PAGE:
Who Doesn't Like Blue Anyway?
I recently modified one of my mapping sites, Geospatial Portal, to have a nice blue theme to go along with a blue jQuery UI widget theme. I made a new logo, page background image, etc. Blue. Who doesn’t like blue?
As it turns out, one of my coworkers. And a cursory comparison of our respective attire revealed that of the two of us, my sense of color coordination might be the more deficient. And I thought that since I was loading the jQuery UI theme from Google’s CDN, why not let users pick their own theme?
I immediately used my Ginja* skills to find a jQuery UI theme switcher script put out by the jQuery UI folks. I had to hack it up a tiny bit to give it a default theme, associate some page background colors with themes, and set the theme cookie correctly. But in no time flat I had a theme switcher all set to go. It sets a cookie so it can remember your theme selection the next time you visit the site.
There are lots of ways to find out how badly your CSS sucks, and I’d add putting in a theme switcher near the top of the list. I had a number of color problems, particularly with fonts. As in switch to a dark theme and watch your fonts disappear. That was generally resolved by trusting the jQuery UI CSS theme to know what it was doing - I dropped some font colors from my CSS and from the custom OpenLayers LayerSwitcher I made, and things were happy again.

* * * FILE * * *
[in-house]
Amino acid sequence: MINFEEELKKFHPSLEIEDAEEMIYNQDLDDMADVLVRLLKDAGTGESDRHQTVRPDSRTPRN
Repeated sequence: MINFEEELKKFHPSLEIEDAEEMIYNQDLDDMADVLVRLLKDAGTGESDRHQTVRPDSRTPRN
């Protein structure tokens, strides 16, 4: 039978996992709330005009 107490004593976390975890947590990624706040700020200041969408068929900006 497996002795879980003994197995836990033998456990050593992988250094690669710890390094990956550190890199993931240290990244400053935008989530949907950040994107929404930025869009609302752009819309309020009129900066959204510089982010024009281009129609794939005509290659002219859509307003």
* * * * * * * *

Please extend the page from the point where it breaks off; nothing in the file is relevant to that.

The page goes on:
The next thing I had to do was tweak the page background image. I wanted to have something swoopy up at the top, but I didn’t want to have to make a different image for each background color. I hopped into Inkscape and created a swoopy gradient with a fading transparency, so the background color shows through.
Not exactly Renoir, but it fixed the problem.
I’m still not done tweaking. I don’t like the way some of the tables look on particular themes, and now that I’ve figured out semi-transparent background images over page colors, I might need something a little cooler than the swoopy. But if you’re willing to invest a little time in cleaning up your CSS, something like this can help your users make your site feel a little bit more like their own.
*Google Ninja. Like a regular Ninja, only you throw regex rather than shuriken and invisibility is replaced with a general “meh” appearance.